Jan’s Jacqueline obeys the rules of the game; emotions are subordinated to appearances; a prisoner of her own society, she cannot avoid superficiality – in art, in love – and she is incapable of the self-discipline which goes with genuine freedom (she cannot see the point of the drawing exercise Jan sets her). Jan loves her and makes love to her with a passion and genuine emotion which touches her. It is something outside her normal experience. Jan allows himself to believe that a woman as superficial, as concerned with appearances, as Jacqueline could feel genuine emotion for him, that this is, for her more than just a sexual adventure. And he becomes sufficiently involved in the relationship for his work (the symbol of his inner freedom) to suffer.

This then is the illusion that Jan allows to be built up around his relationship – that superficial sexuality is in fact love. The apartment in which he is arrested symbolises this kind of sexuality. In fact it belongs not to his Jacqueline, but to the real Jacqueline Cousteau. It is cheaply vulgar, just as her underclothes are cheaply sexy, and she a cheap woman on the make. Jan’s account of Jacqueline does not square with this picture al all (one of the facts that first arouses Inspector Morgan’s suspicions) but objectively his Jacqueline is much closer to the real Jacqueline than she is to Jan, or to Jan’s image of her. She is a product and a prisoner of the same kind of society; the society that values appearances above reality, teasing affairs above love, money above all. Although Jan’s Jacqueline has a taste the real Jacqueline does not possess, this is more a sensitivity to fashion and convention than a genuine, felt sensibility. And she is in no sense the real Jacqueline’s moral superior; both give themselves to men they want to make use of. The society which produces the one Jacqueline will inevitably produce the other. Except… except that Jan did arouse in his Jacqueline a spark of genuine emotion. It was not all pretence, Jan’s vision of the relationship was not entirely self-deception. But this spark of emotion is her downfall; it forces her to recognise Jan at the police-station, and she has played the game too hard to be able to break the rules, even for a moment, without being destroyed. As Morgan says: “You’re a woman a man remembers.” The code is strict and allows no exceptions. Love, emotion, are breaches of the rules, and leave the individual in particular danger. Yet they are the standards by which those who are outside this emotional prison, and free from the constraints of the code, order their lives. Thus Jacqueline’s final words to Jan – “Damn you” – have more than just a personal significance. They are the curse uttered by a society that has no place for the kind of sympathy, communication and strength that he represents: a curse on art, growth, creativity, on all that undermines the highly specialised adaptation necessary for survival in the world of the Jacquelines; the curse of negation. Growth, communication, sympathy, awareness of something outside oneself, give meaning to relationships, and thus, in an agnostic universe, to human existence. Life and creation are for Losey the process in which man fulfils his deepest spiritual needs.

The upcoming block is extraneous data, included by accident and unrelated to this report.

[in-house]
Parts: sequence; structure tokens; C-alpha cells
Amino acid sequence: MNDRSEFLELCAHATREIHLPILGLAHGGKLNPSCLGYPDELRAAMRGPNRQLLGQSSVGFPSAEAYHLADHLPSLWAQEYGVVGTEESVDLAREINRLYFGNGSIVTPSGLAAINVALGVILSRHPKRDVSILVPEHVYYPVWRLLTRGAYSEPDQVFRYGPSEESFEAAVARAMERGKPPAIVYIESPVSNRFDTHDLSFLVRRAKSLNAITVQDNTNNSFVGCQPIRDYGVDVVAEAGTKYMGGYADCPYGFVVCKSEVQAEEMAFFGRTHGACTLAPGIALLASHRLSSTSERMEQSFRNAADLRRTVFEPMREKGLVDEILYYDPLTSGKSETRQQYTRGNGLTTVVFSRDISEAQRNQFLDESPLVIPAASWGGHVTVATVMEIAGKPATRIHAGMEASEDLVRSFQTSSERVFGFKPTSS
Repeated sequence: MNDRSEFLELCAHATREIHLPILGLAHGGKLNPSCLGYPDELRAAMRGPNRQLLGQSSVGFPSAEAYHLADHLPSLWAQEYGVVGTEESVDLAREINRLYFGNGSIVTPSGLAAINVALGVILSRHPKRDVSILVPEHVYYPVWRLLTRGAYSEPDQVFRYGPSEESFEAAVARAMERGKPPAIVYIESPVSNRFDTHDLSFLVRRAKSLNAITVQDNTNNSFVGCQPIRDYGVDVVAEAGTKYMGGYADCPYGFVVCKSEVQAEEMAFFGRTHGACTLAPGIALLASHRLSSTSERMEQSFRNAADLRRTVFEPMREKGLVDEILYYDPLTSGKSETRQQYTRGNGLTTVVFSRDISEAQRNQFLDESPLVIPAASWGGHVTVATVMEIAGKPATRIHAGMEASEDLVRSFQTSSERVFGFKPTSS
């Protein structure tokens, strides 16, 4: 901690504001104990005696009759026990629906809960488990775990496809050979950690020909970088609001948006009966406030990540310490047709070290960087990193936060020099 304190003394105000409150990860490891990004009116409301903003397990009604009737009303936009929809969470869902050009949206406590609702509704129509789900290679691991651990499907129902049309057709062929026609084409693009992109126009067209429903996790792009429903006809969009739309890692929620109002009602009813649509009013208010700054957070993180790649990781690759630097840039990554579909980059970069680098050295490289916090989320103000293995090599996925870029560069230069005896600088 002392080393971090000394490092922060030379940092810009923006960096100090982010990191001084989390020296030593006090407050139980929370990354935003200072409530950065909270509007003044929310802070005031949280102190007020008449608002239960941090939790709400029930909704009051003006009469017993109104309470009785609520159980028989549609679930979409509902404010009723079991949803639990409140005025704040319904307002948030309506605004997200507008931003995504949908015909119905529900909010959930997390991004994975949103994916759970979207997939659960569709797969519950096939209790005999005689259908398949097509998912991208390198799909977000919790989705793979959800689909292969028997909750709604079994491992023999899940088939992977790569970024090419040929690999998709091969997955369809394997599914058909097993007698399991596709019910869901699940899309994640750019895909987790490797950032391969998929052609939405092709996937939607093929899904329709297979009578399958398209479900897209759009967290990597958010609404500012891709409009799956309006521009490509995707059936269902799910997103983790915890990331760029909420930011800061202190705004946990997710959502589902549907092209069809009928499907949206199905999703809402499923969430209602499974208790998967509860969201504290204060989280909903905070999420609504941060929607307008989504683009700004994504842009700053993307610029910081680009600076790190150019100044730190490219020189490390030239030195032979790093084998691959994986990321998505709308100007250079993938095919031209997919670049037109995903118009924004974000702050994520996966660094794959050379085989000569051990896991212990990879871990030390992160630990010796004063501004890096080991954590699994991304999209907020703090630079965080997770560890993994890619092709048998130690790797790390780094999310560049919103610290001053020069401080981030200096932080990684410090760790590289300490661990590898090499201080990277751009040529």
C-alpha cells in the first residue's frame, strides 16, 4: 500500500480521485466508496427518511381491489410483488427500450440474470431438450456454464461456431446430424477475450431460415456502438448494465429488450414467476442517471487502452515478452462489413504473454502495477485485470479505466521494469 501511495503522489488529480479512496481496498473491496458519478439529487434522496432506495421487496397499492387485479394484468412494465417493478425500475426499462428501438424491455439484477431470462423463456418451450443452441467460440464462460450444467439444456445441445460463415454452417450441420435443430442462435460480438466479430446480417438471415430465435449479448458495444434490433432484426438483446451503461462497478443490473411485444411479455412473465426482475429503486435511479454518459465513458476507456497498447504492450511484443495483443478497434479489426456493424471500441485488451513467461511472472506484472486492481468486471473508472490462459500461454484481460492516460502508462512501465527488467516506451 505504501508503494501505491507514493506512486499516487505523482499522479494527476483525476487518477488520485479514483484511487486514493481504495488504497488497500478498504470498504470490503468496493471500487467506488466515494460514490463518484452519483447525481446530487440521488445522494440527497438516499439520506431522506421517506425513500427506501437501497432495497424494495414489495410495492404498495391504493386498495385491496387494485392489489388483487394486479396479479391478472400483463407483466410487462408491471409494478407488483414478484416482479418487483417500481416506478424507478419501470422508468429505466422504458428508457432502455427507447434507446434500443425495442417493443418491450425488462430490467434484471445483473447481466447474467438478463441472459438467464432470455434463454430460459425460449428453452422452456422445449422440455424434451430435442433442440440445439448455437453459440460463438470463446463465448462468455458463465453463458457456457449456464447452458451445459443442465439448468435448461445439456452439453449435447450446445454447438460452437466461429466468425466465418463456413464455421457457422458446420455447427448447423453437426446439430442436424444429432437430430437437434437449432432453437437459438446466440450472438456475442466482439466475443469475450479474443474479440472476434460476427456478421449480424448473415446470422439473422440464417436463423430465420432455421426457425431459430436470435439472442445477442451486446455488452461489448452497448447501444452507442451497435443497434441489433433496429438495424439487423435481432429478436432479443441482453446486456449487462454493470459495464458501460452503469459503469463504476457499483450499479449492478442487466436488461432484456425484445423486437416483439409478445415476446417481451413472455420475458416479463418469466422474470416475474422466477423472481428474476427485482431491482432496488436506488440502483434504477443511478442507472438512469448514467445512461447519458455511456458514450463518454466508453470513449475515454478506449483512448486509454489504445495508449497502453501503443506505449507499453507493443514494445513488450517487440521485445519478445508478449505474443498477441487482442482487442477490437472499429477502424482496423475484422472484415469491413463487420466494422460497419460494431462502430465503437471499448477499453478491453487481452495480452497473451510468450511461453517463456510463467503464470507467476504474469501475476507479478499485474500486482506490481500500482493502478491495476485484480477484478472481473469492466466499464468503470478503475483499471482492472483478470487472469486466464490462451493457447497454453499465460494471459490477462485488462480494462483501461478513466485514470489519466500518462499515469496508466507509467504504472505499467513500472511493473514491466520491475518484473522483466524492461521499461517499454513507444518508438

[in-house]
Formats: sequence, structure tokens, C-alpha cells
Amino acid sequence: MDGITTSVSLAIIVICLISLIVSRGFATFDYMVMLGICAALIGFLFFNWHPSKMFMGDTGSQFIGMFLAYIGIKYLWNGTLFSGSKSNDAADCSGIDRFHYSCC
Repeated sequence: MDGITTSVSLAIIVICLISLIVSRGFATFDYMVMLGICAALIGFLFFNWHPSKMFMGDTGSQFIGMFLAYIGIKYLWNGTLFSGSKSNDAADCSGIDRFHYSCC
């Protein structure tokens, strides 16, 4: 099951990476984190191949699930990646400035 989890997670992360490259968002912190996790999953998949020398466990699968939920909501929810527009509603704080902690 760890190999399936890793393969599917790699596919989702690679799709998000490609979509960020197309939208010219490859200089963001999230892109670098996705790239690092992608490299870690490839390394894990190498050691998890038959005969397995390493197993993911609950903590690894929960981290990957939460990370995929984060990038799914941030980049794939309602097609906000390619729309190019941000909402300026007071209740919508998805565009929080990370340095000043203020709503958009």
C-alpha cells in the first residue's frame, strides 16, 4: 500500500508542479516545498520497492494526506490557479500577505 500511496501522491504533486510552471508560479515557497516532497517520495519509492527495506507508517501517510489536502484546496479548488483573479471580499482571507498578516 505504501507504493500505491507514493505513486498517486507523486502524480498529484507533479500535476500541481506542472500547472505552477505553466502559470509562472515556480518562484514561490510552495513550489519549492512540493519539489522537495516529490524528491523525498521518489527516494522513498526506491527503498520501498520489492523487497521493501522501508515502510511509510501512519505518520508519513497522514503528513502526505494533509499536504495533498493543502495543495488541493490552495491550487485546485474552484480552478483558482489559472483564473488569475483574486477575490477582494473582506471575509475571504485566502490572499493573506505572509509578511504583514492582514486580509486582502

About The Author

James Leahy is a film historian and screenwriter, and has worked with Nick Ray, Ken McMullen (he co-wrote 1871, an official selection at Cannes in 1990) and Med Hondo. His writings on cinema have appeared in The Guardian, Sight & Sound, Cahiers du cinéma in English, Vertigo and PIX.